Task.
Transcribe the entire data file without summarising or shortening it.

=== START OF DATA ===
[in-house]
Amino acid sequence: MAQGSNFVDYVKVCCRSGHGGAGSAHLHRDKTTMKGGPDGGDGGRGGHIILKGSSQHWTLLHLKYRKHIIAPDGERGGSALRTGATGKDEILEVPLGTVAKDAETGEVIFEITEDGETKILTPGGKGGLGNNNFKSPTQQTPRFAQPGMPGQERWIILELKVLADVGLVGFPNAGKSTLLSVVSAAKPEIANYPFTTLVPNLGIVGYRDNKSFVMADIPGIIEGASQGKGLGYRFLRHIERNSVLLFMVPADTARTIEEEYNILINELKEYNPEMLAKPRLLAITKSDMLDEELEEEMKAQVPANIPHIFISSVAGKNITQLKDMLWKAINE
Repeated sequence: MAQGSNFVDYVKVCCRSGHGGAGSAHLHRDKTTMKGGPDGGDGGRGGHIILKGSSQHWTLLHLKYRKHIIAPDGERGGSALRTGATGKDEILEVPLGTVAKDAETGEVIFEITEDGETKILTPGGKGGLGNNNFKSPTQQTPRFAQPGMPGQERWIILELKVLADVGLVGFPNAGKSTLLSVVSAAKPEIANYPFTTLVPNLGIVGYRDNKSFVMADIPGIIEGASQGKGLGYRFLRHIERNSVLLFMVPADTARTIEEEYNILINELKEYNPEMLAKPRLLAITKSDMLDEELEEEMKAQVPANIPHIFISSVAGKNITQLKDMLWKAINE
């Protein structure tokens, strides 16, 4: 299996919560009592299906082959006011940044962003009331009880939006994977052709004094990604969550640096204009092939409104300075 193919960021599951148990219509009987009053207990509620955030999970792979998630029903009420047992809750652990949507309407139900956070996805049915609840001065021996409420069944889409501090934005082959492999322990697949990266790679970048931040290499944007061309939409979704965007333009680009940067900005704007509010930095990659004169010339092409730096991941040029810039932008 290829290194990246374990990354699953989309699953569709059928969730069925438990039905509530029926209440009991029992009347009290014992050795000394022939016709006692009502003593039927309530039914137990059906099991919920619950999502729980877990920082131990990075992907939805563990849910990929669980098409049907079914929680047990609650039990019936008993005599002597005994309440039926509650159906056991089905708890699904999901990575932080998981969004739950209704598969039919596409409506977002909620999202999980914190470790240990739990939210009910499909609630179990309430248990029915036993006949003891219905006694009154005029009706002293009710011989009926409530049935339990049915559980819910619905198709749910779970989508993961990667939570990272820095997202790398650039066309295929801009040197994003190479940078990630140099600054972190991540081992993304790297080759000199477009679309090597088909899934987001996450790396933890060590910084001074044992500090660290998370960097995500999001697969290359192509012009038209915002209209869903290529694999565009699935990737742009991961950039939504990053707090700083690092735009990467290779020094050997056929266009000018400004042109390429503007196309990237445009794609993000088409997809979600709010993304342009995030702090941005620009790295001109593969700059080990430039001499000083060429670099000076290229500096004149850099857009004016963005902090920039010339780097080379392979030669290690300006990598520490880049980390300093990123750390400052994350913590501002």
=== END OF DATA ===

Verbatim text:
[in-house]
Amino acid sequence: MAQGSNFVDYVKVCCRSGHGGAGSAHLHRDKTTMKGGPDGGDGGRGGHIILKGSSQHWTLLHLKYRKHIIAPDGERGGSALRTGATGKDEILEVPLGTVAKDAETGEVIFEITEDGETKILTPGGKGGLGNNNFKSPTQQTPRFAQPGMPGQERWIILELKVLADVGLVGFPNAGKSTLLSVVSAAKPEIANYPFTTLVPNLGIVGYRDNKSFVMADIPGIIEGASQGKGLGYRFLRHIERNSVLLFMVPADTARTIEEEYNILINELKEYNPEMLAKPRLLAITKSDMLDEELEEEMKAQVPANIPHIFISSVAGKNITQLKDMLWKAINE
Repeated sequence: MAQGSNFVDYVKVCCRSGHGGAGSAHLHRDKTTMKGGPDGGDGGRGGHIILKGSSQHWTLLHLKYRKHIIAPDGERGGSALRTGATGKDEILEVPLGTVAKDAETGEVIFEITEDGETKILTPGGKGGLGNNNFKSPTQQTPRFAQPGMPGQERWIILELKVLADVGLVGFPNAGKSTLLSVVSAAKPEIANYPFTTLVPNLGIVGYRDNKSFVMADIPGIIEGASQGKGLGYRFLRHIERNSVLLFMVPADTARTIEEEYNILINELKEYNPEMLAKPRLLAITKSDMLDEELEEEMKAQVPANIPHIFISSVAGKNITQLKDMLWKAINE
């Protein structure tokens, strides 16, 4: 299996919560009592299906082959006011940044962003009331009880939006994977052709004094990604969550640096204009092939409104300075 193919960021599951148990219509009987009053207990509620955030999970792979998630029903009420047992809750652990949507309407139900956070996805049915609840001065021996409420069944889409501090934005082959492999322990697949990266790679970048931040290499944007061309939409979704965007333009680009940067900005704007509010930095990659004169010339092409730096991941040029810039932008 290829290194990246374990990354699953989309699953569709059928969730069925438990039905509530029926209440009991029992009347009290014992050795000394022939016709006692009502003593039927309530039914137990059906099991919920619950999502729980877990920082131990990075992907939805563990849910990929669980098409049907079914929680047990609650039990019936008993005599002597005994309440039926509650159906056991089905708890699904999901990575932080998981969004739950209704598969039919596409409506977002909620999202999980914190470790240990739990939210009910499909609630179990309430248990029915036993006949003891219905006694009154005029009706002293009710011989009926409530049935339990049915559980819910619905198709749910779970989508993961990667939570990272820095997202790398650039066309295929801009040197994003190479940078990630140099600054972190991540081992993304790297080759000199477009679309090597088909899934987001996450790396933890060590910084001074044992500090660290998370960097995500999001697969290359192509012009038209915002209209869903290529694999565009699935990737742009991961950039939504990053707090700083690092735009990467290779020094050997056929266009000018400004042109390429503007196309990237445009794609993000088409997809979600709010993304342009995030702090941005620009790295001109593969700059080990430039001499000083060429670099000076290229500096004149850099857009004016963005902090920039010339780097080379392979030669290690300006990598520490880049980390300093990123750390400052994350913590501002």